Additional Research

A Dual Role for Hyperbaric Oxygen in Stroke Neuroprotection: Preconditioning of the Brain and Stem Cells.

Stroke continues to be an extremely prevalent disease and poses a great challenge in developing safe and effective therapeutic options. Hyperbaric oxygen therapy (HBOT) has demonstrated significant pre-clinical effectiveness for the treatment of acute ischemic stroke, and limited potential in treating chronic neurological deficits. Reported benefits include reductions in oxidative stress, inflammation, neural apoptosis, and improved physiological metrics such as edema and oxygen perfusion, all of which contribute to improved functional recovery.

Targeting vascular inflammation in ischemic stroke: Recent developments on novel immunomodulatory approaches.

Ischemic stroke is a devastating and debilitating medical condition with limited therapeutic options. However, accumulating evidence indicates a central role of inflammation in all aspects of stroke including its initiation, the progression of injury, and recovery or wound healing. A central target of inflammation is disruption of the blood brain barrier or neurovascular unit. Here we discuss recent developments in identifying potential molecular targets and immunomodulatory approaches to preserve or protect barrier function and limit infarct damage and functional impairment.

The Effect of Hyperbaric Oxygen Therapy on Functional Impairments Caused by Ischemic Stroke.

While research suggests a benefit of hyperbaric oxygen therapy (HBOT) for neurologic injury, controlled clinical trials have not been able to clearly define the benefits. To investigate the effects of HBOT on physical and cognitive impairments resulting from an ischemic stroke. Using a within-subject design a baseline for current functional abilities was established over a 3-month period for all subjects (n=7). Each subject then received two 4-week periods of HBOT for a total of 40 90-minute treatments over a 12-week period. Subjects completed a battery of assessments and had blood drawn six times over the 9-month total duration of the study.

Increased circulating endothelial progenitor cells and improved short-term outcomes in acute non-cardioembolic stroke after hyperbaric oxygen therapy.

Acute ischemic stroke is a leading cause of mortality and long-term disability, and profiles of endothelial progenitor cells (EPCs) reflect the degree of endothelial impairment. This study tested the hypothesis that hyperbaric oxygen therapy (HBOT) both improves the clinical short-term outcomes and increases the number of circulating EPCs and antioxidant capacity. The numbers of circulating EPCs [CD133/CD34 (%), KDR/CD34 (%)], biomarkers for oxidative stress (thiols and thiobarbituric acid-reactive substances), and clinical scores (National Institutes of Health Stroke Scale [NIHSS], Barthel index [BI],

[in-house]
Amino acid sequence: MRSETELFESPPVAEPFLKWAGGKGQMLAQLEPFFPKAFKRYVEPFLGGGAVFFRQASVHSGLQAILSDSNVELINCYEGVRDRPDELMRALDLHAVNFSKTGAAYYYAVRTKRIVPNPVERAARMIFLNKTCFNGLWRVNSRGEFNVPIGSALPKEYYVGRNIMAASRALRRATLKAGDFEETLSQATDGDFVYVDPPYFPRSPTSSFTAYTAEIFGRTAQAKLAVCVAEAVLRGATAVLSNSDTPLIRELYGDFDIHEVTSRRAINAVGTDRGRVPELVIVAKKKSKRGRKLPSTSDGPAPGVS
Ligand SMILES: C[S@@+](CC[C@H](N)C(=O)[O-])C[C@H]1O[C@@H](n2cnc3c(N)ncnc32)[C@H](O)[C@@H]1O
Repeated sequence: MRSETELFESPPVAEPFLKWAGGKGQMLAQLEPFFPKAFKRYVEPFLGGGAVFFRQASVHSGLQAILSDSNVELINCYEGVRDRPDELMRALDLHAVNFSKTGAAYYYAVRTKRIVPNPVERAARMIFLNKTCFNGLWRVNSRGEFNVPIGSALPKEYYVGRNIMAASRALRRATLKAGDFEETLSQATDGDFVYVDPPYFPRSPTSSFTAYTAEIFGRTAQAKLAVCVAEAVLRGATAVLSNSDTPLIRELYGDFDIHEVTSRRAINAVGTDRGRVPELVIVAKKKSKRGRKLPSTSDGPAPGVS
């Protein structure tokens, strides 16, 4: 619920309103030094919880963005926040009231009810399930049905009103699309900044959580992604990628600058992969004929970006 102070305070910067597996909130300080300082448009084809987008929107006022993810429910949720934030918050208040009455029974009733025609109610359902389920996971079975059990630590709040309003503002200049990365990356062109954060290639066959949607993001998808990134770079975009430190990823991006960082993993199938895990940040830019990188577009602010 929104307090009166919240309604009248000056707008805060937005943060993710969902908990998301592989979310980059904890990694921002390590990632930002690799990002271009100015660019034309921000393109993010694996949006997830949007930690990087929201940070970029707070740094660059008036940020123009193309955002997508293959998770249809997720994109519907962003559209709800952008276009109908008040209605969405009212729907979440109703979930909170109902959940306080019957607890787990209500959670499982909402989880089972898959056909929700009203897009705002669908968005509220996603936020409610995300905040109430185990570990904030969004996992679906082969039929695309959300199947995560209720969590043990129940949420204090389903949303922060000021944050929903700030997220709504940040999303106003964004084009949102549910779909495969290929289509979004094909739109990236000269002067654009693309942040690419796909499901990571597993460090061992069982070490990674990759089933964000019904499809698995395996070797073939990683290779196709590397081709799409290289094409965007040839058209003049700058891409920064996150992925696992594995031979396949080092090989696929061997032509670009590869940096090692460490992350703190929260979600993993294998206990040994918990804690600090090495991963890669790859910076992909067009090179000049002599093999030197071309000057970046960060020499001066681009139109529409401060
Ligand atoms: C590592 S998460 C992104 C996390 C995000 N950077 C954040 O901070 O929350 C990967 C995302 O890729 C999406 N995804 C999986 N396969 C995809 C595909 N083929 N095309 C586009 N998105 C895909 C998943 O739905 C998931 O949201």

Cerebral arterial gas embolism from attempted mechanical thrombectomy: recovery following hyperbaric oxygen therapy.

Cerebral arterial gas embolism is a recognised complication of endovascular intervention with an estimated incidence of 0.08%. Its diagnosis is predominantly clinical, supported by neuroimaging. The treatment relies on alleviating mechanical obstruction and reversing the proinflammatory processes that contribute to tissue ischaemia. Hyperbaric oxygen therapy is an effective treatment and has multiple mechanisms to reverse the pathological processes involved in cerebral arterial gas embolism. Symptomatic cerebral arterial gas embolism is a rare complication of endovascular intervention for acute ischaemic stroke.

Hyperbaric Oxygen Therapy in the Treatment of Acute Severe Traumatic Brain Injury: a Systematic Review.

There has been no major advancement in a quarter of a century for the treatment of acute severe traumatic brain injury (TBI). This review summarizes 40 years of clinical and pre-clinical research on the treatment of acute TBI with hyperbaric oxygen therapy (HBO2) in the context of an impending National Institute of Neurologic Disorders and Stroke (NINDS)-funded, multicenter, randomized, adaptive Phase II clinical trial – the Hyperbaric Oxygen Brain Injury Treatment (HOBIT) trial. Thirty studies (8 clinical and 22 pre-clinical) that administered HBO2 within 30 days of a TBI were identified from PubMed searches. The pre-clinical studies consistently reported positive treatment effects across a variety of outcome measures with almost no safety concerns, thus providing strong proof-of-concept evidence for treating severe TBI in the acute setting.

Hyperbaric oxygen in patients with ischemic stroke following cardiac surgery: a retrospective observational trial.

Hyperbaric oxygenation (HBO₂) involves breathing 100% oxygen under elevated ambient pressure in a hyperbaric chamber, thereby dissolving oxygen in the plasma. This results in an increase of arterial partial pressure of oxygen (pO₂). Though well established in experimental studies, HBO₂ treatment for ischemic stroke is still under discussion. From 2002-2014 HBO₂ (2.2 bar, 90 minutes one/day; average number per patient: 4.7) was applied in 49 consecutive patients (32 males, 17 females, mean age: 68.8 years, range 31.2 – 83.9) with acute neurological deficit following cardiac surgery (CABG 15; combined surgery 14; valve surgery 11; aneurysm repair 8;